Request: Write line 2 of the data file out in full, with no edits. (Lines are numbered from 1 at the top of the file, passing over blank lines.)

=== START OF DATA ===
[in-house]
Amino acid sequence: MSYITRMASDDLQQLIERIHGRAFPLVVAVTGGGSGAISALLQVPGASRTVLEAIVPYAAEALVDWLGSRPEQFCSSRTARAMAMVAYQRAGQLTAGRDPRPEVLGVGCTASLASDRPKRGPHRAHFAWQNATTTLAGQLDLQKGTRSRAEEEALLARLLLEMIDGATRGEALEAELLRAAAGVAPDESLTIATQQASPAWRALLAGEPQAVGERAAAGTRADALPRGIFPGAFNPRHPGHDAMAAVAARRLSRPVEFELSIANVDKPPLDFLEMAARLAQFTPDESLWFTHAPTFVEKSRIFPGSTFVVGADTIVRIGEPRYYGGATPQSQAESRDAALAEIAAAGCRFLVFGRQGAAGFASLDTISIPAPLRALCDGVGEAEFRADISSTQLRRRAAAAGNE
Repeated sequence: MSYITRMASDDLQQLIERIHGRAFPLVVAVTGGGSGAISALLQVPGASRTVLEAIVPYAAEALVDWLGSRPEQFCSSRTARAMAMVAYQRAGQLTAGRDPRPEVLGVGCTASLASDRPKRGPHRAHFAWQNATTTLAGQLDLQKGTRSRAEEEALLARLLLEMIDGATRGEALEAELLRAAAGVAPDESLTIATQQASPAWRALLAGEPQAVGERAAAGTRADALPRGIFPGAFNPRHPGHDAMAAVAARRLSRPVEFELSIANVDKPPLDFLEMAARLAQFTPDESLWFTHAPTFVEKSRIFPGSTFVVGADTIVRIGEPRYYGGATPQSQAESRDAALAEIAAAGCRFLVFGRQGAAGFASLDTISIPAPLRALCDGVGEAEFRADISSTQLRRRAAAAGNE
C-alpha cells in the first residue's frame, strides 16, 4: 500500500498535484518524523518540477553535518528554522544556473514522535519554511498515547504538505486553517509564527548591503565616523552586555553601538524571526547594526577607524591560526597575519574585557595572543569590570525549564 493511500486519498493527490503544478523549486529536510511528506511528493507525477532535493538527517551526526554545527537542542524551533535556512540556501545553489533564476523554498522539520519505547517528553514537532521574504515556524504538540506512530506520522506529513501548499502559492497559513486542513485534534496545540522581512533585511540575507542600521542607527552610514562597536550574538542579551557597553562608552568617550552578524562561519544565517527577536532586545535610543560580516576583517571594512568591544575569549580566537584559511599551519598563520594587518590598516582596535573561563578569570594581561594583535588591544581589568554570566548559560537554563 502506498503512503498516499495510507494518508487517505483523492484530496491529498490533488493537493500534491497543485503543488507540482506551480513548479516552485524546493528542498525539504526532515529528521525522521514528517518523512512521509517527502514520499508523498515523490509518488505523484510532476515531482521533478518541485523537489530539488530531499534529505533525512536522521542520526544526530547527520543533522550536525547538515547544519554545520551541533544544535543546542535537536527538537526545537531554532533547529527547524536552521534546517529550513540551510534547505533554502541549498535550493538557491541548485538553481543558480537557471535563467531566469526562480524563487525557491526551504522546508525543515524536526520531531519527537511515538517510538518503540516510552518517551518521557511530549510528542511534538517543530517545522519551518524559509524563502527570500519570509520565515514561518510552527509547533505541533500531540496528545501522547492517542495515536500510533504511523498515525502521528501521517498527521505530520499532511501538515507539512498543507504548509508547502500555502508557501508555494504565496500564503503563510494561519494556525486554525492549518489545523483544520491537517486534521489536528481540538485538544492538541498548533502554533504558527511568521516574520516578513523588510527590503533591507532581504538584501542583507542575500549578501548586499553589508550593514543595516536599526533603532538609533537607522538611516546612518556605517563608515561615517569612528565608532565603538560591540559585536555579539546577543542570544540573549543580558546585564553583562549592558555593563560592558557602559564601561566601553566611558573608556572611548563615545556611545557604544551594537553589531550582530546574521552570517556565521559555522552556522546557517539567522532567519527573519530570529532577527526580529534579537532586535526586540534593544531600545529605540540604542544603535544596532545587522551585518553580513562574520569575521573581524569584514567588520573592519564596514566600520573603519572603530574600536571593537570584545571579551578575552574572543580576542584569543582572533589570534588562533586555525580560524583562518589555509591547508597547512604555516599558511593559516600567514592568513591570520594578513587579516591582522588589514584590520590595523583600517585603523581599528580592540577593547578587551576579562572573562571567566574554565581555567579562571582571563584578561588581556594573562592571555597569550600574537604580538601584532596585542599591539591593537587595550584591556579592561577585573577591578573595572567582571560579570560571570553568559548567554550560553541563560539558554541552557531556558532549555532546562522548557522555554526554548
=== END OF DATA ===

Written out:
Amino acid sequence: MSYITRMASDDLQQLIERIHGRAFPLVVAVTGGGSGAISALLQVPGASRTVLEAIVPYAAEALVDWLGSRPEQFCSSRTARAMAMVAYQRAGQLTAGRDPRPEVLGVGCTASLASDRPKRGPHRAHFAWQNATTTLAGQLDLQKGTRSRAEEEALLARLLLEMIDGATRGEALEAELLRAAAGVAPDESLTIATQQASPAWRALLAGEPQAVGERAAAGTRADALPRGIFPGAFNPRHPGHDAMAAVAARRLSRPVEFELSIANVDKPPLDFLEMAARLAQFTPDESLWFTHAPTFVEKSRIFPGSTFVVGADTIVRIGEPRYYGGATPQSQAESRDAALAEIAAAGCRFLVFGRQGAAGFASLDTISIPAPLRALCDGVGEAEFRADISSTQLRRRAAAAGNE